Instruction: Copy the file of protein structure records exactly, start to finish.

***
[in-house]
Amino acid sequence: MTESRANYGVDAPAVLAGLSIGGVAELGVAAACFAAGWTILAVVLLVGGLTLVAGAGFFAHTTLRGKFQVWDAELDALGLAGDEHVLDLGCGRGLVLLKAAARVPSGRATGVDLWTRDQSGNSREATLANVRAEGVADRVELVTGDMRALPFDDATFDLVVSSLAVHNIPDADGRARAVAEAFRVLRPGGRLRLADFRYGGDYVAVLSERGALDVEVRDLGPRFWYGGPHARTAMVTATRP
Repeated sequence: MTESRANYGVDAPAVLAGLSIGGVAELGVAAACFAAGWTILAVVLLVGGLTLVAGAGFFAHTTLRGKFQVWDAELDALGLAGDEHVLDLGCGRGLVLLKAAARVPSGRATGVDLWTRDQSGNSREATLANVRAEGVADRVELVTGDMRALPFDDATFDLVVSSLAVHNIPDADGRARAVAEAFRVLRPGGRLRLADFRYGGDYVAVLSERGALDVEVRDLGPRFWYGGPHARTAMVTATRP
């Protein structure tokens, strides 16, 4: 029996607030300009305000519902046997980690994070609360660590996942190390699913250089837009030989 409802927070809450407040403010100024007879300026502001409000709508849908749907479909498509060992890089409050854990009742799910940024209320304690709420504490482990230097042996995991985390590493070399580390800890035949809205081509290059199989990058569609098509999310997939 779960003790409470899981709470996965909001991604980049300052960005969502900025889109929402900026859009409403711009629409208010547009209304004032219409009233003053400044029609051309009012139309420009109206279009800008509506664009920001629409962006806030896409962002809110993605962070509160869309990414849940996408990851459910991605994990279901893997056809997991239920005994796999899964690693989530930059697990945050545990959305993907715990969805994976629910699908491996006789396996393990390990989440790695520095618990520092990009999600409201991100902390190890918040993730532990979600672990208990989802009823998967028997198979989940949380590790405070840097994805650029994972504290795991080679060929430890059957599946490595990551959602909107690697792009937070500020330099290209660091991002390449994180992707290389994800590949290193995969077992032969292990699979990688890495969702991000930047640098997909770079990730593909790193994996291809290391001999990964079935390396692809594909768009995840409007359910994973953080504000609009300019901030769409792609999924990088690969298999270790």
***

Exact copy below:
[in-house]
Amino acid sequence: MTESRANYGVDAPAVLAGLSIGGVAELGVAAACFAAGWTILAVVLLVGGLTLVAGAGFFAHTTLRGKFQVWDAELDALGLAGDEHVLDLGCGRGLVLLKAAARVPSGRATGVDLWTRDQSGNSREATLANVRAEGVADRVELVTGDMRALPFDDATFDLVVSSLAVHNIPDADGRARAVAEAFRVLRPGGRLRLADFRYGGDYVAVLSERGALDVEVRDLGPRFWYGGPHARTAMVTATRP
Repeated sequence: MTESRANYGVDAPAVLAGLSIGGVAELGVAAACFAAGWTILAVVLLVGGLTLVAGAGFFAHTTLRGKFQVWDAELDALGLAGDEHVLDLGCGRGLVLLKAAARVPSGRATGVDLWTRDQSGNSREATLANVRAEGVADRVELVTGDMRALPFDDATFDLVVSSLAVHNIPDADGRARAVAEAFRVLRPGGRLRLADFRYGGDYVAVLSERGALDVEVRDLGPRFWYGGPHARTAMVTATRP
């Protein structure tokens, strides 16, 4: 029996607030300009305000519902046997980690994070609360660590996942190390699913250089837009030989 409802927070809450407040403010100024007879300026502001409000709508849908749907479909498509060992890089409050854990009742799910940024209320304690709420504490482990230097042996995991985390590493070399580390800890035949809205081509290059199989990058569609098509999310997939 779960003790409470899981709470996965909001991604980049300052960005969502900025889109929402900026859009409403711009629409208010547009209304004032219409009233003053400044029609051309009012139309420009109206279009800008509506664009920001629409962006806030896409962002809110993605962070509160869309990414849940996408990851459910991605994990279901893997056809997991239920005994796999899964690693989530930059697990945050545990959305993907715990969805994976629910699908491996006789396996393990390990989440790695520095618990520092990009999600409201991100902390190890918040993730532990979600672990208990989802009823998967028997198979989940949380590790405070840097994805650029994972504290795991080679060929430890059957599946490595990551959602909107690697792009937070500020330099290209660091991002390449994180992707290389994800590949290193995969077992032969292990699979990688890495969702991000930047640098997909770079990730593909790193994996291809290391001999990964079935390396692809594909768009995840409007359910994973953080504000609009300019901030769409792609999924990088690969298999270790």